MEDFORD/SOMERVILLE, Mass. (September 29, 2020)-A new report from the Center for State Policy Analysis (cSPA) at Tufts University’s Tisch College, released today, analyzes the benefits and potential drawbacks of ranked-choice voting in the Commonwealth. The analysis comes as Massachusetts voters prepare for a November 2020 referendum question that would change the way people vote, with implications for how candidates campaign and how victors are chosen after an election.
Question 2 on this year’s ballot would implement ranked-choice voting for a large swath of state and federal elections, allowing voters to rank more than one candidate, rather than merely picking their favorite. According to cSPA, this ranking approach has some genuine advantages, including letting voters express their full range of preferences. However, it also brings new logistical complexity and could be vulnerable to a constitutional challenge.
Before deciding how to vote on Question 2, Massachusetts residents should consider the following benefits and risks:
- Under the state’s current system, winning candidates sometimes end up with a surprisingly small share of votes. For example, in one hotly contested 2020 Massachusetts congressional primary, the winner had just 22.4 percent of the vote. This could not happen under ranked choice, where a multi-round counting process transfers votes from uncompetitive candidates to more viable contenders until someone gets over 50 percent of the votes.
- The current system sometimes discourages voters from supporting their real favorites. For instance, if a voter’s preferred candidate has low polling numbers, they may feel pressure to back someone seen as more competitive. Under ranked choice, the decision is not as stark. Voters can rank their favorite candidate first, while also putting other, potentially more viable candidates high in their ranking.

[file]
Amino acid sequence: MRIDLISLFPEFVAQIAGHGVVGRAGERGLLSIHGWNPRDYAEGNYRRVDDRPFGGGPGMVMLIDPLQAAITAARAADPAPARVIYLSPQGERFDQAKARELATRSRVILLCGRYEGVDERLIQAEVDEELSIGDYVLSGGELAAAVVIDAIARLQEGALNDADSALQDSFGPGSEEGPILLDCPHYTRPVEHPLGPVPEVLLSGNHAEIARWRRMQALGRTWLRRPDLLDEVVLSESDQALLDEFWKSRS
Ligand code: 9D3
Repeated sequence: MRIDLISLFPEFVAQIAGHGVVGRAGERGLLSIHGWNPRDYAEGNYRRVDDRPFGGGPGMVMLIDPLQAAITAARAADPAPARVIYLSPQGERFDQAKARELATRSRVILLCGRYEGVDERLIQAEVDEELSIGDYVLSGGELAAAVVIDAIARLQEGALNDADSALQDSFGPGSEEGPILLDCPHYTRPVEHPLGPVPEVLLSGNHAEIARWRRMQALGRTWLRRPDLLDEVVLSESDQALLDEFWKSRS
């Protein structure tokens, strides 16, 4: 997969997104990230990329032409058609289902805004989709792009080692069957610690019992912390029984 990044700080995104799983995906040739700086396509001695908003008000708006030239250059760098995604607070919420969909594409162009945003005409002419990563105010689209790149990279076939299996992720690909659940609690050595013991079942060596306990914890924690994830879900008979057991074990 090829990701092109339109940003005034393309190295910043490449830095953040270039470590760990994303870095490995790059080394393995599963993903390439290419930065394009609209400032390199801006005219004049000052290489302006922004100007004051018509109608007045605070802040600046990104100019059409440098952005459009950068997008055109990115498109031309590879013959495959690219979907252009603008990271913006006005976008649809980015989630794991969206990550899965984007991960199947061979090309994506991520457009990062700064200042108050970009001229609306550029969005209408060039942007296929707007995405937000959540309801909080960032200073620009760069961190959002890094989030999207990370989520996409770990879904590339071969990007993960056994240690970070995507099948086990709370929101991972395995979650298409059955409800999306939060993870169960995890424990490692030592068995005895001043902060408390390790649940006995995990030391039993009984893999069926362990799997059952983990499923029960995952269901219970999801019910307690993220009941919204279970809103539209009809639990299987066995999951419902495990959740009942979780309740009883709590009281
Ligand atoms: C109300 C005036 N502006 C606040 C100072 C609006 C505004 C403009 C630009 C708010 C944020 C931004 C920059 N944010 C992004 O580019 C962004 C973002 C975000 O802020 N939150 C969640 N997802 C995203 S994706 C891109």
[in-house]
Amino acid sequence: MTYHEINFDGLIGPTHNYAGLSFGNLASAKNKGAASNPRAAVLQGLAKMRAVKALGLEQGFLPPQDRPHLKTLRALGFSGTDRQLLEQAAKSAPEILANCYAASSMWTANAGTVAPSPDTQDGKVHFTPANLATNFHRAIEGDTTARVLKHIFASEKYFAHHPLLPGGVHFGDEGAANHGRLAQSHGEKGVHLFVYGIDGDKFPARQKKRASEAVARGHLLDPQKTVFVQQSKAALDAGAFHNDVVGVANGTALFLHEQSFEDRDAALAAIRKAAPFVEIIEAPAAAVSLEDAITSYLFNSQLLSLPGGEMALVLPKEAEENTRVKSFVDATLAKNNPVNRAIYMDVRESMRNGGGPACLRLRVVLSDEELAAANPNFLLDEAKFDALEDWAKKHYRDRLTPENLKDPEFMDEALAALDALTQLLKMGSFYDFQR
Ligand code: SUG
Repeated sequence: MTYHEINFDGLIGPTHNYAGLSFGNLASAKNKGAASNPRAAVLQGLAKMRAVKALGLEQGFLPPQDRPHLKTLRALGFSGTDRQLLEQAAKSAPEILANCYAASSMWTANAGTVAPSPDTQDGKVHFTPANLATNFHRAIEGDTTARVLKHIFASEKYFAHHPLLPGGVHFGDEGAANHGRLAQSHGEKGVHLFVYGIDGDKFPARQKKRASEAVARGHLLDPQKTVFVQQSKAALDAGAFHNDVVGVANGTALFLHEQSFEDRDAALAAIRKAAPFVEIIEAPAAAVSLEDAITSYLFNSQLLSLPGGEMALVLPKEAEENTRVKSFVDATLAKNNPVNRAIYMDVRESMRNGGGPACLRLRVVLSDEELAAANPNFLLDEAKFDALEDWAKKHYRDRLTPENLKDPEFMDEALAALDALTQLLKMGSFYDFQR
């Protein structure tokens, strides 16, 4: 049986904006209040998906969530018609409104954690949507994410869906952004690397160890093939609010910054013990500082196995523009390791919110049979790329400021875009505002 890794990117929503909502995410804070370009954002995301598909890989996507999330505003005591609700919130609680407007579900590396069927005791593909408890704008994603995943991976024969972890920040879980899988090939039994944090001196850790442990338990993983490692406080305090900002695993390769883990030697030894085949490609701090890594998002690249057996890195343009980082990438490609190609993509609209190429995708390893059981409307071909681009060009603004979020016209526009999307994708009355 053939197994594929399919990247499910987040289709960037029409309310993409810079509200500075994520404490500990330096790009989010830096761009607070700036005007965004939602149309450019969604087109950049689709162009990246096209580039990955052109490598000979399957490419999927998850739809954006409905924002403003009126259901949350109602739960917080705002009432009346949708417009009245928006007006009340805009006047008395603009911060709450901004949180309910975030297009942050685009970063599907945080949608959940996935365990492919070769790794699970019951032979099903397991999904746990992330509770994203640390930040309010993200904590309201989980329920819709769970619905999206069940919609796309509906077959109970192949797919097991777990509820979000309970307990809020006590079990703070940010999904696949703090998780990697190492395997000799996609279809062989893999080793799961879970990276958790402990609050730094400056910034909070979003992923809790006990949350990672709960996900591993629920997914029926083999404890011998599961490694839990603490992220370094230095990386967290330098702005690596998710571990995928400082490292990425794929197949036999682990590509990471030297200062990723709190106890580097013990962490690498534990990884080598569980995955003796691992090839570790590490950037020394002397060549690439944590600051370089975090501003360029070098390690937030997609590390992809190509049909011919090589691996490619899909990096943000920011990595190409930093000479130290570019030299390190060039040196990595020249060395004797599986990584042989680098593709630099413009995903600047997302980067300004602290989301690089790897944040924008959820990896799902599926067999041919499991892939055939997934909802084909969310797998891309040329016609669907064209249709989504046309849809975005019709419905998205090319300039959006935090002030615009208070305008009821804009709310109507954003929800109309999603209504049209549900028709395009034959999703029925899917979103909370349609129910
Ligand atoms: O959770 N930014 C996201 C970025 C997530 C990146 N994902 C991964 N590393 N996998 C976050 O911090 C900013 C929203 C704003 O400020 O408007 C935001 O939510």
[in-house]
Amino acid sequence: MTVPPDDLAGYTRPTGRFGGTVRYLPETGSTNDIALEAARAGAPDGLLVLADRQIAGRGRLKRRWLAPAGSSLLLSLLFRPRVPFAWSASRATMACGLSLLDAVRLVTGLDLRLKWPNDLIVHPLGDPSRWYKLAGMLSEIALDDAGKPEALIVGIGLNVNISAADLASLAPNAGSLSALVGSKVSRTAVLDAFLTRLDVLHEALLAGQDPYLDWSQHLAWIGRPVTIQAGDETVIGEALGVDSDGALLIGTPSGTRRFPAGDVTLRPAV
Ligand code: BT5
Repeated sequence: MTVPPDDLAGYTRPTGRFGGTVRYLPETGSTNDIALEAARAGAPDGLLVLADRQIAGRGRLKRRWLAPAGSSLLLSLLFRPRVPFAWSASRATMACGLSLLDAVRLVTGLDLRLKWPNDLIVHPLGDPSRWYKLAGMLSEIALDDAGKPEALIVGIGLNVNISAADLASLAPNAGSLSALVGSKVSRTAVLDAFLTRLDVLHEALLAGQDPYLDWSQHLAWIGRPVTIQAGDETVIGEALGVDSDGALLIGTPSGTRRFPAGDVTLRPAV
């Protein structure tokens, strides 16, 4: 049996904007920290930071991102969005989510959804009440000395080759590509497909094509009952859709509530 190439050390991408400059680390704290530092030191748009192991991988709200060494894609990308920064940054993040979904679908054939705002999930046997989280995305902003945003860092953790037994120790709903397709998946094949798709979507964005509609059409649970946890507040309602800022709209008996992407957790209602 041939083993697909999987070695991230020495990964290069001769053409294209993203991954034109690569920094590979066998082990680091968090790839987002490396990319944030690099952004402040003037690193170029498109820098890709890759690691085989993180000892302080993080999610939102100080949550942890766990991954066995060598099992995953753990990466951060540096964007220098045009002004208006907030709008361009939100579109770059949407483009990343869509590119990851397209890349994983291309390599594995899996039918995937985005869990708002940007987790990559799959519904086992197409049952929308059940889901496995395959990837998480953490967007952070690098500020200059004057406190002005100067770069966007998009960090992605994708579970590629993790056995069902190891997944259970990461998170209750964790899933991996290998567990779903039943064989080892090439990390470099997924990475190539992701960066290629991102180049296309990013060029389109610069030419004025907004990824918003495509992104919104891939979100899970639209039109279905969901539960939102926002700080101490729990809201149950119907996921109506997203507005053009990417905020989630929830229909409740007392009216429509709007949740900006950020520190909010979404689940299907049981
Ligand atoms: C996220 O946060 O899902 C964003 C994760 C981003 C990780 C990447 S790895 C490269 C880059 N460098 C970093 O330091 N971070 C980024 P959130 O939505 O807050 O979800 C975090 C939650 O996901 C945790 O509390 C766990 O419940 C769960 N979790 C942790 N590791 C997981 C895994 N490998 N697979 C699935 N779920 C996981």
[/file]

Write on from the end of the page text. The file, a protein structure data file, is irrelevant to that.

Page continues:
- There may be a constitutional problem with ballot question 2, affecting a subset of elections. The Massachusetts Constitution states that, in general elections for state officers, “the person having the highest number of votes shall be deemed and declared to be elected.” But under ranked choice, the candidate with the most initial votes does not necessarily win. Such uncertainty could lead to disruptive legal challenges.
- Moving to a new voting system would require not just a reorganization of election logistics, but also a meaningful change in the way voters think about candidates and prepare for Election Day.
- Results would likely take more time to tabulate, as the counting process is more involved for ranked-choice elections. In some cases, ballots may have to be shipped to a central location before counting can begin.
- Many claims about the costs and benefits of ranked choice are based on limited evidence. This includes arguments about likely turnout, new types of candidates, campaign spending and the impact on minority groups.
The policy brief describes each of these issues in greater detail. Read the full report here.
“It makes sense for voters to be deciding this issue, which is fundamentally about how they will vote in the future and how their votes will be tabulated,” said Evan Horowitz, executive director of cSPA. “Ultimately, it’s a question of what they want from the state’s election system – the opportunity to better express their preferences or the surety and familiarity of a system most of us have known our whole lives.”
The Center for State Policy Analysis remains committed to providing expert, nonpartisan analysis of legislative proposals and ballot questions in Massachusetts. In the coming days, it will release a similar paper covering Massachusetts Question 1, on Right to Repair.